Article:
I thought that since I started my blog in early 2017, but started my Maker Lab in September 2016, that I would mention some lessons and activities that went well back at the start of it all.
Here are some of them in no particular order of importance:
First week of School 2016: We opened a new building. All was shiny and new (and still is for the most part). I introduced students to the Maker Space. We talked as classes about what we thought it would be, what it might evolve to be, and where we would start. With the help of some first and fourth graders, they helped me “MAKE” a sign out of “Maker Materials”. This sign still hangs proudly in my space.
Mystery Maker Challenges: This is something I have done a few times with all different grade levels. They love it. It’s fun, challenging, and easy to prepare. I basically introduce the lesson as “a challenge”. The students are all given the same “mystery items” and are given the majority of the class time to work together to create something with those materials. Depending on the class or subject area, I have given suggestions to guide them to create something related to a topic they are studying in class. Sometimes it has been opened-ended. The students have come up with some amazing ideas. I always end the class with time for a gallery walk, where students can share their work. I provide the students a piece of paper to name, label, or write some details about what they made. Their ideas always surprise me! This can be a great way to bring maker lab activities into your classroom, even if you don’t have a space set aside for “making”.
Fourth Grade Health Lessons: The 4th graders at my school started the year with a Health Unit. If you have ever taught any type of Health Unit, you know that it’s not always the most exciting to teach. It often involves a reading from a textbook, maybe a worksheet to go along with it. Not too exciting. Well, this is where a 4th grade teacher and I collaborated to come up with some exciting Maker Lab activities that aligned with the Health lessons.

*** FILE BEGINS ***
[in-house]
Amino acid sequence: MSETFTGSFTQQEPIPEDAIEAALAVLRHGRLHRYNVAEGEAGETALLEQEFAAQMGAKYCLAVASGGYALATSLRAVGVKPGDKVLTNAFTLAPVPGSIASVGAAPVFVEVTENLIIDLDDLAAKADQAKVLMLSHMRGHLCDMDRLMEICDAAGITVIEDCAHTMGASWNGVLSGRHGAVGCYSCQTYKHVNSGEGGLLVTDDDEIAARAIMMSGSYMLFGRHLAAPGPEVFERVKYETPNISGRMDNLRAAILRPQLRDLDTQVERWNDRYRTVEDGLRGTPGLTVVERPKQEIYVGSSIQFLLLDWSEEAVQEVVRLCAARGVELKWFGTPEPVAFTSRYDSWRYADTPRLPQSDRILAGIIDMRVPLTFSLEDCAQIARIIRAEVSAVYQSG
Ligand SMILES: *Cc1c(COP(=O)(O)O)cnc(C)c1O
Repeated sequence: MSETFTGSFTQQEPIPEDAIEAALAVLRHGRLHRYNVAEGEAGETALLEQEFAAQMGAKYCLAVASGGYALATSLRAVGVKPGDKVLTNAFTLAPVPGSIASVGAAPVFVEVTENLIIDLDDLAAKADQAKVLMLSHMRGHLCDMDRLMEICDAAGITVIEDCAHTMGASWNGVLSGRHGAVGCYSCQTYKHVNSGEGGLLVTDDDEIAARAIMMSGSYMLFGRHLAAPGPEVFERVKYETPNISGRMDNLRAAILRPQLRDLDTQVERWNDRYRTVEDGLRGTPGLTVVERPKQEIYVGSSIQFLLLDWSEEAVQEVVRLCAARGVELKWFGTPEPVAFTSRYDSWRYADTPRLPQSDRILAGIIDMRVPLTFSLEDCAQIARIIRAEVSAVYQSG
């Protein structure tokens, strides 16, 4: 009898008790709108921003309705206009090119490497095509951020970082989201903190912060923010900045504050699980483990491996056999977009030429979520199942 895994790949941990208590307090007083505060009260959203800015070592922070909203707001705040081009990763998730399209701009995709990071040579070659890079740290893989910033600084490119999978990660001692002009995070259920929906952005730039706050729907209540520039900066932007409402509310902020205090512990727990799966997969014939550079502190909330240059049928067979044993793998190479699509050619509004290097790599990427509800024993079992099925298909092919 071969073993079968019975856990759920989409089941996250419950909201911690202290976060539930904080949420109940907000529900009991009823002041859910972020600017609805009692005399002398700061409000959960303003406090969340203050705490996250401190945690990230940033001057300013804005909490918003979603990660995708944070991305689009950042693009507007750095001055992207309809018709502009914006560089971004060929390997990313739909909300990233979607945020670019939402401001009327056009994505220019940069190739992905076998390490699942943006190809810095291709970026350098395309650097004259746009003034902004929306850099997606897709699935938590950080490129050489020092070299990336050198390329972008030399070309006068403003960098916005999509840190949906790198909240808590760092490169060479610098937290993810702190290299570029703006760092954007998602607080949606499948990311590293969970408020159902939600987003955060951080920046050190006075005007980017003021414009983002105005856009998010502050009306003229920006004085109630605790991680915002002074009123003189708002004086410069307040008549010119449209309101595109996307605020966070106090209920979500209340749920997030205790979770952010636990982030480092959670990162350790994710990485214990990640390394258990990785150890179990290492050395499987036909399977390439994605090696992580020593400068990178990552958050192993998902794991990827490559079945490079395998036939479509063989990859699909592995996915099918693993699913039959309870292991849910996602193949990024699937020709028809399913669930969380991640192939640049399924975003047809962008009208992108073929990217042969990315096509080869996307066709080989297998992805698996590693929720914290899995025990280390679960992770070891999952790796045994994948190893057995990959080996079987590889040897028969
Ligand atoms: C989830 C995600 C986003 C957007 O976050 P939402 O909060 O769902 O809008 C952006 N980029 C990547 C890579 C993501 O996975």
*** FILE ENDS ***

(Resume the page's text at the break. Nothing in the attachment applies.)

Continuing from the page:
–Communication: This lesson was about verbal vs. non-verbal communications. Students worked in groups with “Fiddlesticks”. Part 1 of the activity (verbal communication) was to work as a group to build a specific design out of the “Fiddlesticks”. The students could talk and discuss which parts to build, which blocks to use, etc. Part 2 of the activity (non-verbal communication) they had to make a new design without talking. They had to use examples of non-verbal communication that they had learned in class and apply them to a group-work activity. It was a challenge for many! It was hard not to talk, but guess what? They eventually settled down and completed the task!
–Lessons on Stress: The 4th graders had completed some lessons on Dealing with Stressful Situations. We decided to use legos for an extension lesson about Stress.
Students were given “situation cards” that included a variety of stressors that students may deal with in and out of school. They worked in groups to create scenes that showed a positive way to deal with stress. They really got a lot out of the lesson!
–Foil Boat Challenge: I have done this activity a few times with a few different grade levels. When I did this activity with 4th graders, we tied into the Stressful Situations lessons in Health. But, it could easily be made into a “Maker Challenge”.
Students were given one piece of foil and a limit of time. They had to make a foil boat that would float and hold coins. The challenge was exciting for the students. They worked together. They made changes, they were creative. They learned from their mistakes. Some students were frustrated easily, which led to a great connection and discussion about stress! We talked about appropriate responses to feelings and how they felt when making the foil boats.
I have so many more ideas to share. Please stay tuned! Also check out past post of lessons from this year on my school twitter account: @amyfavinger